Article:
“Capital” issue 132, 5th June 2013 has an article on page 15 entitled “Jean Giraud et ses Précieuses Pierres”, which discusses the death of Jean Giraud (who founded Mauritian company United Basalt in July 1953) on May 14th 2013 at the age of 94:

Jean Giraud

The article continues:

Grand chasseur devant l’éternel, il est aussi chercheur de trésors à ses heures. Persuadé comme beaucoup de passionnés de la catégorie, il est persuade que des pirates ont enfoui des trésors dans les îles de sud-ouest de l’océan Indien. Il decide de s’intéresser à celui du fameux Oliver Le Vasseur, dir La Buse, qu’il croit enfoui quelque part à Saint-Antoine et à celui de Nageon de l’Estang, qui, just avant d’être pendu aux Seychelles, a jeté à la foule des curieux un prétendu plan de trésor. En compagnie de son frère Lucien, de Philippe de Rosnay et de Raymond Chevreau, il va ainsi se dépenser sans compter dans la recherche de ces précieux butins qu’il ne trouvera jamais.
Mais on dit des chercheurs de trésors qu’ils ne vivent que de l’espoir d’en trouver un et que c’est uniquement cette quête, souvent vaine, qui les fait vivre…

My free translation of the above – and native French speakers, please step forward to correct me, because I might easily have gone completely wrong here – is as follows:

Ever the eternal opportunity hunter in business, in his spare time he was also a treasure hunter. He was, as are so many others of that particular ilk, firmly convinced that pirate treasure lies buried in the southwestern islands of the Indian Ocean. For many years, his focus was on Nageon de l’Estang (whose booty he believed was buried somewhere in Saint-Antoine) and on the well-known pirate Olivier Levasseur (AKA “La Buse”) who, just before being hanged in the Seychelles, allegedly threw a treasure map into the crowd. Now reunited with his brother Lucien and fellow treasure hunters Philippe de Rosnay and Raymond Chevreau, Girard is free to spend forever searching lavishly for the precious spoils he will never find.
But it has been said that treasure hunters live only for the search and that it is by their quest, often in vain, that they live…

Of course, Cipher Mysteries readers will know that it was actually Olivier Levasseur who was hanged (and in Réunion rather than the Seychelles): but it was a surprise to me that Jean Giraud believed Bernardin Nageon de l’Estang buried his treasure in Saint-Antoine (in the North of Mauritius).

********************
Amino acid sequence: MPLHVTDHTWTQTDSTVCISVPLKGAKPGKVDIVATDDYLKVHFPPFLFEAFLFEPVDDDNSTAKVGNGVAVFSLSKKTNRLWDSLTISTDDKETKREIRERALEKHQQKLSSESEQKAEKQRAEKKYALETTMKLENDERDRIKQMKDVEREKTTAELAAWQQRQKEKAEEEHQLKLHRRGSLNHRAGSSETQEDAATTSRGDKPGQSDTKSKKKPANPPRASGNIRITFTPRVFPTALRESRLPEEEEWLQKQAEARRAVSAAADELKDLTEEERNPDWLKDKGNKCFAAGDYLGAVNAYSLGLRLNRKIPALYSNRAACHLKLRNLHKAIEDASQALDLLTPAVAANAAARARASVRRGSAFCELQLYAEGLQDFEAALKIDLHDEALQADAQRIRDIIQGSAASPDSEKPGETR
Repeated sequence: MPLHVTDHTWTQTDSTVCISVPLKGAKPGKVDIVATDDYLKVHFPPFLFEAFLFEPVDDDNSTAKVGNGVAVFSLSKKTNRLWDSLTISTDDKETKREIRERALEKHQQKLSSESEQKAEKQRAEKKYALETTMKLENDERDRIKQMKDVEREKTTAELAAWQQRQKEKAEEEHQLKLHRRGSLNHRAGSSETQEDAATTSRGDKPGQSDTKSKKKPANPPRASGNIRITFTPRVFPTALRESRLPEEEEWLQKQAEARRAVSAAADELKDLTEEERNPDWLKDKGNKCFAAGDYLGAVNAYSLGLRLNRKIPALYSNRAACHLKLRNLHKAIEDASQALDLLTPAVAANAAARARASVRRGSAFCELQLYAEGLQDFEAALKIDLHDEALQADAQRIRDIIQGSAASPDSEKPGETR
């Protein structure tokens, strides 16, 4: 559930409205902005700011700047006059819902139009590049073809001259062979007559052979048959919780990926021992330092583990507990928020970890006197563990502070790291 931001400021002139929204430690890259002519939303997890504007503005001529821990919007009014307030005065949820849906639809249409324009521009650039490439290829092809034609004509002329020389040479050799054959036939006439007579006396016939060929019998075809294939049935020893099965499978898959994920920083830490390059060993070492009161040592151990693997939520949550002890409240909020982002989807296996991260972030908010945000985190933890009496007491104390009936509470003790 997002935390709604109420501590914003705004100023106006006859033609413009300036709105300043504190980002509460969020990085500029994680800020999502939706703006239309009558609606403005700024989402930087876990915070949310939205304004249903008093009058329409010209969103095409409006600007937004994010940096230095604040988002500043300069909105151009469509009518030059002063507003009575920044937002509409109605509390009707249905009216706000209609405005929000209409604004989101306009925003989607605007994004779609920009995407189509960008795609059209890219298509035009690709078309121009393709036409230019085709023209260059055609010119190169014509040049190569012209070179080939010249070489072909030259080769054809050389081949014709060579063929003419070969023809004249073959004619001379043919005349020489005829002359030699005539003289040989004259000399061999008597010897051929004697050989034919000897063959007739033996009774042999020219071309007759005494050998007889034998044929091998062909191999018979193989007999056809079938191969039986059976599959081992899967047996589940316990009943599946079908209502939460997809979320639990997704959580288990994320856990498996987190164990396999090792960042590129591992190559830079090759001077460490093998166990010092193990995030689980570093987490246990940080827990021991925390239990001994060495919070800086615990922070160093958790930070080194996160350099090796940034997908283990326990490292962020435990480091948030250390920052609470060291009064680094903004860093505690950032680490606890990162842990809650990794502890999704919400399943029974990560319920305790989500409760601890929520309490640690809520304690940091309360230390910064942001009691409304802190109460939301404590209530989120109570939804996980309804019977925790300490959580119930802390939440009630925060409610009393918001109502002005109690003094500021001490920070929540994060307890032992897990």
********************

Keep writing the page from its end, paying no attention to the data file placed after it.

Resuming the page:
Regardless, if my translation is basically right and both Jean Giraud and his brother Lucien Giraud have now both passed away, it shows just how urgent it is to try to get to the bottom of this, before there’s nobody left to help tell the story.

Of course, the question some will doubtless be asking now is: who inherited the brothers’ collections of Nageoniana? From various fragments online, it seems that Jean Giraud left at least a son (Michel Giraud) and a grand-daughter (Marine – is she the famous Mauritian tennis player born 23rd April 1986 in Riviere Noire?): but that’s as much as I can reliably be sure about.

For what it’s worth, I found no obituary or note in Le Mauricien for either brother, nor any mention in ancestry.com: but perhaps other people’s searches for the same basic BDM data will prove both luckier and more productive than mine.

4 thoughts on “Jean Giraud, Lucien Giraud, and Bernardin Nageon de l’Estang…

  1. Rasmus Persson on September 26, 2016 at 6:42 am said:

    I am not a native French speaker, but when I read that French text, I understood that he believed it was the treasure, not La Buse, that was buried in Saint-Antoine.

  2. Google translates the text very well, in my opinion:
    Great hunter before the Lord, he is also a researcher of treasures at times. Convinced as many fans of the class, he is convinced that pirates buried treasure in the southwestern islands of the Indian Ocean. He decided to focus on one of the famous Oliver Le Vasseur, aka La Buse, he believed buried somewhere in St. Antoine and that of Nageon of Estang, who, just before being hanged in Seychelles threw to the crowd of curious alleged treasure map. With his brother Lucien, Philippe de Rosnay and Raymond Chevreau, it will thus spend lavishly in search of these precious spoils he will never find.
    But they say treasure hunters that live only in the hope of finding one and that it is only this quest, often in vain, by which they live …

  3. Hello,
    I’m a native French speaker and I can say that the original article is terribly written ! Yes, I agree with Rasmus. The sentence : “Il décide de s’intéresser…” is misformed. We need understand : “The treasure, not La Buse, is buried in Saint-Antoine” but the end of the sentence is more misformed because by a bad game of ponctuation one might think that this is BN that has thrown the map.

    Nick, the sentence “a jeté à la foule des curieux un prétendu plan de trésor” does not means fake map of treasure but alleged map of treasure.
    Note : My English is lower to your french.

  4. Rasmus and Christophe: thank you very much for your comments, I have amended my translation accordingly. While reading it, I found it hard to believe that the original author could have tangled his sentence up so badly that he apparently reversed the two pirates’ names, but… I see now that this is exactly what he did.

    Ruby: Google Translate arguably did a better job of translating it than the guy did of writing it. But I was trying to do a better job than both of them put together. 😉

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